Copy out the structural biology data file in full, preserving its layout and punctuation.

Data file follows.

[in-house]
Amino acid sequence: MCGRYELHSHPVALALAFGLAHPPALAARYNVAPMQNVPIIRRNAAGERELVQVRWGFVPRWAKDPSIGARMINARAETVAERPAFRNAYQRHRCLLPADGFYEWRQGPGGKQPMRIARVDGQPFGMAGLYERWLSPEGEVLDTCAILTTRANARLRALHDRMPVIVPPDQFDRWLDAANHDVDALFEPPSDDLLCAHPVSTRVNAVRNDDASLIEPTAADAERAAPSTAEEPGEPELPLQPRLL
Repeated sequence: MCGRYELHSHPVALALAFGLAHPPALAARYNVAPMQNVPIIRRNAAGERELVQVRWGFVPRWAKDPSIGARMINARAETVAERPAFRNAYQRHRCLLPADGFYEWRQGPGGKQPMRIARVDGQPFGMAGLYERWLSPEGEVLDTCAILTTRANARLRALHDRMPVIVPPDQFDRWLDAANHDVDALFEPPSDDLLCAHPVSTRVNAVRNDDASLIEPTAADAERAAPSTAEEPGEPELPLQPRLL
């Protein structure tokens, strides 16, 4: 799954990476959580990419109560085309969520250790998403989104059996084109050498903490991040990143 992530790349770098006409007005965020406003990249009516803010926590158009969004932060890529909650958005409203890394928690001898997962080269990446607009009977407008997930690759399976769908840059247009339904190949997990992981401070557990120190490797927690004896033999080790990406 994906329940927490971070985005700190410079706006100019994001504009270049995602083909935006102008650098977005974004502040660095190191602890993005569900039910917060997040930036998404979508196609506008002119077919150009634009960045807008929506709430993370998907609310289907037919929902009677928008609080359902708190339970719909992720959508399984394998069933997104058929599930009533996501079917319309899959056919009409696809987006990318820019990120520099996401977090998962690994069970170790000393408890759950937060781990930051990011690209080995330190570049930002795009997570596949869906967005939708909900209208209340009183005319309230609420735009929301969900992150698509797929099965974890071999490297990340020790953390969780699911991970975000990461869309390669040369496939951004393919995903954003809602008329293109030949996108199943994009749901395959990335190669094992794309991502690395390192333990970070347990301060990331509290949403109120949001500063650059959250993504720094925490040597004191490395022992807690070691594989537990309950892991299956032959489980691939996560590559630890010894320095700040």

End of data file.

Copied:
[in-house]
Amino acid sequence: MCGRYELHSHPVALALAFGLAHPPALAARYNVAPMQNVPIIRRNAAGERELVQVRWGFVPRWAKDPSIGARMINARAETVAERPAFRNAYQRHRCLLPADGFYEWRQGPGGKQPMRIARVDGQPFGMAGLYERWLSPEGEVLDTCAILTTRANARLRALHDRMPVIVPPDQFDRWLDAANHDVDALFEPPSDDLLCAHPVSTRVNAVRNDDASLIEPTAADAERAAPSTAEEPGEPELPLQPRLL
Repeated sequence: MCGRYELHSHPVALALAFGLAHPPALAARYNVAPMQNVPIIRRNAAGERELVQVRWGFVPRWAKDPSIGARMINARAETVAERPAFRNAYQRHRCLLPADGFYEWRQGPGGKQPMRIARVDGQPFGMAGLYERWLSPEGEVLDTCAILTTRANARLRALHDRMPVIVPPDQFDRWLDAANHDVDALFEPPSDDLLCAHPVSTRVNAVRNDDASLIEPTAADAERAAPSTAEEPGEPELPLQPRLL
């Protein structure tokens, strides 16, 4: 799954990476959580990419109560085309969520250790998403989104059996084109050498903490991040990143 992530790349770098006409007005965020406003990249009516803010926590158009969004932060890529909650958005409203890394928690001898997962080269990446607009009977407008997930690759399976769908840059247009339904190949997990992981401070557990120190490797927690004896033999080790990406 994906329940927490971070985005700190410079706006100019994001504009270049995602083909935006102008650098977005974004502040660095190191602890993005569900039910917060997040930036998404979508196609506008002119077919150009634009960045807008929506709430993370998907609310289907037919929902009677928008609080359902708190339970719909992720959508399984394998069933997104058929599930009533996501079917319309899959056919009409696809987006990318820019990120520099996401977090998962690994069970170790000393408890759950937060781990930051990011690209080995330190570049930002795009997570596949869906967005939708909900209208209340009183005319309230609420735009929301969900992150698509797929099965974890071999490297990340020790953390969780699911991970975000990461869309390669040369496939951004393919995903954003809602008329293109030949996108199943994009749901395959990335190669094992794309991502690395390192333990970070347990301060990331509290949403109120949001500063650059959250993504720094925490040597004191490395022992807690070691594989537990309950892991299956032959489980691939996560590559630890010894320095700040």